Hello everyone and welcome back to the Blog.
In this post, I am going to talk about Interrupts. I will not practically demonstrate how to use them in projects in this one rather I will save that for later posts. In this one, I will talk about what they are…what are their types…why we use them and their working. Lastly, I will also introduce how to start reading the Datasheet for the AVR ATmega 16 microcontroller.
A datasheet is a piece of document, provided by the manufacturer of the chip (in our case ATMEL), that tells us everything we need to know about the controller. So whenever we are starting with a new type of controller, we don’t need to mug up every register name for that controller. Instead, we refer to the datasheet whenever required. Download the PDF version of the datasheet and have a look at it.
Now let’s talk about Interrupts. An Interrupt is a signal to the microcontroller emitted by hardware or software indicating an event that needs immediate attention of the CPU. Whenever an interrupt occurs, the controller completes the execution of the current instruction and starts the execution of an Interrupt Service Routine (ISR) or Interrupt Handler.
Let’s try to understand this concept with a code snippet. So, in any typical program, we have our main function. We know that the program execution always starts in the main function. Inside the main function, first of all, we have all the register descriptions and declarations. Below that we have the infinite while loop. Inside the while loop, we have multiple statements that are executed one by one every clock cycle.
Register declaration and description
Now, when we use interrupts we will also have an Interrupt Service Routine outside of the main function. Inside this routine, we might have further statements that could be executed after entering the routine.
The Program Counter which is a register inside the CPU that contains the address of the current instruction being executed will start at the first line of the main function. It will first execute the register declaration statements and then move on to the while loop. One by one each statement will be executed inside the loop and after the counter gets to the last statement it will come back to the beginning of the loop. This will go on forever as we are inside an infinite loop.
Now let us assume, an interrupt is generated when the CPU is executing the second statement. The processor will complete the execution of the current statement first and then the program counter will jump to the ISR routine. The processor will now start executing the statements present inside the ISR routine. After executing the last statement the program counter will go back to the while loop where it left off from and restart executions.
I have tried to explain these concepts and more with the help of animations in the video below so take a look at it.
Now as mentioned in the video, there are quite a few disadvantages of the Polling methodology of programming. Polling wastes a lot of CPU cycles and makes the code inefficient. The other big disadvantage is that while doing polling for any condition we cannot parallelly do other tasks. It acts as a hindrance to multitasking. So in systems where we have multiple functionalities of the microcontroller all working at once such as multiple sensors connected to multiple ADC line, serial communication and timers. We will find this approach to create a lot of bugs and problems. In such cases, Interrupts are the better way of implementation. This will be more clear when we actually implement in a circuit. For now, let us understand their various types.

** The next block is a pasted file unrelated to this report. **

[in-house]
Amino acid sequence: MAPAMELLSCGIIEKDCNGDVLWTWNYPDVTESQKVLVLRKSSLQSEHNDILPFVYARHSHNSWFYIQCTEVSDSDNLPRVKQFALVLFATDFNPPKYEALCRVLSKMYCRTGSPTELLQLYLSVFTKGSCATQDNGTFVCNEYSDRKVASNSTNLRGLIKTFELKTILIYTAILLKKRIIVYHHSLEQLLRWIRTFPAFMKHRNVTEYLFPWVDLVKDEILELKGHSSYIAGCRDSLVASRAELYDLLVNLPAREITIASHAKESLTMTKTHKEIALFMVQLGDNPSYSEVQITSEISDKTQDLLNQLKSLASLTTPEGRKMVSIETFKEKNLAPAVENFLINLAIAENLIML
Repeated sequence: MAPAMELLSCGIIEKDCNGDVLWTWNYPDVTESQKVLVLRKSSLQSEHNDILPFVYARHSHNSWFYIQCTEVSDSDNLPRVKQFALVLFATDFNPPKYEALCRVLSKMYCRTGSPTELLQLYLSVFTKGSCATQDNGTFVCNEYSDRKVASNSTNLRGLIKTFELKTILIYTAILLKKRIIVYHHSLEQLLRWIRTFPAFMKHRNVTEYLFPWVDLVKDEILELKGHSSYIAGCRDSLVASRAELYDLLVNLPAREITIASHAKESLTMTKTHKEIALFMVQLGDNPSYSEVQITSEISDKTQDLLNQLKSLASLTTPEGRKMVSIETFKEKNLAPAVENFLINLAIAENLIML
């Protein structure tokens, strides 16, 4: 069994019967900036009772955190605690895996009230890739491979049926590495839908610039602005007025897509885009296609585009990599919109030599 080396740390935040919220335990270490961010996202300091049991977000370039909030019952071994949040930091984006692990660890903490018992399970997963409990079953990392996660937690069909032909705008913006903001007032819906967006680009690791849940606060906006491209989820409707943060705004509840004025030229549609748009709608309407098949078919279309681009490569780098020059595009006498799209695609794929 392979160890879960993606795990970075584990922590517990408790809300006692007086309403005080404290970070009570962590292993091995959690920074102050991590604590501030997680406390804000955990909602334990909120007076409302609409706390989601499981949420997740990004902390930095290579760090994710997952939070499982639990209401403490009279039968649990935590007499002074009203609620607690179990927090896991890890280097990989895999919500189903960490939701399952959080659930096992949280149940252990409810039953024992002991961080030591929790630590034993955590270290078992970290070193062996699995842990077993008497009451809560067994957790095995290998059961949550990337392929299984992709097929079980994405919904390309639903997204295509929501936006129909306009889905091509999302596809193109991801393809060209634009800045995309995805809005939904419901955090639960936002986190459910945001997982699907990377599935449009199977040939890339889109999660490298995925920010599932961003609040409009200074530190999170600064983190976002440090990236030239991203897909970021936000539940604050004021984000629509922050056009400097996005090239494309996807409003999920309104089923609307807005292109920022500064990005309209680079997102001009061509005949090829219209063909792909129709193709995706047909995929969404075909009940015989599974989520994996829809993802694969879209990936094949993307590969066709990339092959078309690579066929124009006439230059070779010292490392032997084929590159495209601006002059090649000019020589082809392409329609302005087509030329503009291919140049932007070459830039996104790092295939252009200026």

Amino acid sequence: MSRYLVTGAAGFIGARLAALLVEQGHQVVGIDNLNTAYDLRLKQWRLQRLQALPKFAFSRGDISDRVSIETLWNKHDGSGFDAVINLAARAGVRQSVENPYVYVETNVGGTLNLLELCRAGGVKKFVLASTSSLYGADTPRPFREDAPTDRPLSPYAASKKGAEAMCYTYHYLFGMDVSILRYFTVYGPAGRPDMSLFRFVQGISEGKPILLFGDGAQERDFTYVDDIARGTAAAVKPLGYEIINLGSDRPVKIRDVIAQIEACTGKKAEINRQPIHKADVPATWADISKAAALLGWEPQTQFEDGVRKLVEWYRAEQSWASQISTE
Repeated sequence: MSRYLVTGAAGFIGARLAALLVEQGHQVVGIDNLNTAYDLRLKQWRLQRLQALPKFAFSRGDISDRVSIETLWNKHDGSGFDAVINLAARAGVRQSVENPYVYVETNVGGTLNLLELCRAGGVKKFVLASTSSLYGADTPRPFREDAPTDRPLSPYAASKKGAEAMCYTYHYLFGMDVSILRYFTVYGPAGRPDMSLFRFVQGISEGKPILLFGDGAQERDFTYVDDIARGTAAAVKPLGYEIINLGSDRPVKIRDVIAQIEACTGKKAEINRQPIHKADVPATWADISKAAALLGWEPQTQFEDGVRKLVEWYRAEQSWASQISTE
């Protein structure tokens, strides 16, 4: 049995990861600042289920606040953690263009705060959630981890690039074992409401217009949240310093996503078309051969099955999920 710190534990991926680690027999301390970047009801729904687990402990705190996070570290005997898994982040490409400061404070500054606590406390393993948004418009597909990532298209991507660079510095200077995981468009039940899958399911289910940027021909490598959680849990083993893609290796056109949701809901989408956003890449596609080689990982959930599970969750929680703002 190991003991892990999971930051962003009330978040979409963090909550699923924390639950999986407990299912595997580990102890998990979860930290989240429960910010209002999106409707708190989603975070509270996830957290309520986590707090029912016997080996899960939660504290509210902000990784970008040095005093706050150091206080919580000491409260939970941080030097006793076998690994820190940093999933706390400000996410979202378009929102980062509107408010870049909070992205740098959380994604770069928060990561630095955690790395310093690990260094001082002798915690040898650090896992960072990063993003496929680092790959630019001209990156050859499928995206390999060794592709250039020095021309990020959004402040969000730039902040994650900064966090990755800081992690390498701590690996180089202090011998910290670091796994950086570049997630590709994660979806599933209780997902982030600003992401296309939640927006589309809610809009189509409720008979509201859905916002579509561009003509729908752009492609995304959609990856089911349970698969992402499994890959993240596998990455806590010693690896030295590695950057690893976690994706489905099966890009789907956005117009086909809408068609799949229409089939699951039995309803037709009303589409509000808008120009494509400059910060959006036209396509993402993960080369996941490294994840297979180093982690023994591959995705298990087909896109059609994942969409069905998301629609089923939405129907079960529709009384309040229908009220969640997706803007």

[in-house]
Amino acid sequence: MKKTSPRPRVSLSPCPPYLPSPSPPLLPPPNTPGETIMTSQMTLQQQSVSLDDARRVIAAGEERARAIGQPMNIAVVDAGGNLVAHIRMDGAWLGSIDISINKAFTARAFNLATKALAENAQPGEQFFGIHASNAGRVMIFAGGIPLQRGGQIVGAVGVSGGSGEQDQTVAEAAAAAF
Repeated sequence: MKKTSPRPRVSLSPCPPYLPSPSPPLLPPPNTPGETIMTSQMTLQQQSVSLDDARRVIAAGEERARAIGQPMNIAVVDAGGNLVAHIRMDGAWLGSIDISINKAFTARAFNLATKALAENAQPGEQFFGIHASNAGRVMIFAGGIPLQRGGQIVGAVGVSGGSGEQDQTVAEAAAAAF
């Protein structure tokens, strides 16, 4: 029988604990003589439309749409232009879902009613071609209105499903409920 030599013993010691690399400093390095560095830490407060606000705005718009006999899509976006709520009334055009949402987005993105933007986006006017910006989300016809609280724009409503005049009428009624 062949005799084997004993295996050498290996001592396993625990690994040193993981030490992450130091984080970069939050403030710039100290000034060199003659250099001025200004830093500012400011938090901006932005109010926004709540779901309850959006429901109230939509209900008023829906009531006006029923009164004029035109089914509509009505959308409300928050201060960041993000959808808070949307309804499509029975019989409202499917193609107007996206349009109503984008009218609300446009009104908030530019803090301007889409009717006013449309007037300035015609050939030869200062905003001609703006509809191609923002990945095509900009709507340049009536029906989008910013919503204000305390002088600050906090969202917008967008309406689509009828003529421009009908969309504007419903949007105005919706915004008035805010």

To do that we must first download the datasheet for the ATmega16 microcontroller. After downloading the PDF version have a look at it. For a beginner, all this information in the datasheet at once might be a little daunting at first. But you need not worry as we will get into them slowly step by step making the transition as comfortable as possible.
For their types, we basically have two types of Interrupts. Hardware or physical Interrupts and Software Interrupts. Hardware Interrupts have actual physical pins associated with them. If you go to the Pin Description section in the datasheet you will find that Pin 9 of the controller is the RESET pin which is a hardware interrupt. Apart from this, pins 16 and 17 are INT0 and INT1 external interrupts. What this means is that the status of these pins can be used to trigger interrupts. For example, if the RESET pin on the controller is given a Low value then the RESET interrupt is triggered and the microcontroller is reset. Software interrupts, on the other hand, are not triggered by hardware events but rather by software changes that we make in the code. One example of this is after the conversion of an Analog signal to its Digital counterpart (ADC), an interrupt could be triggered. This is the basic difference between hardware and software Interrupts.
Now, as we move on in this tutorial series we will one by one understand each and every interrupts available in the microcontroller. In the next video, we will first take a look at the external pin interrupts ie. INT0 and INT1 and use them on a practical project.
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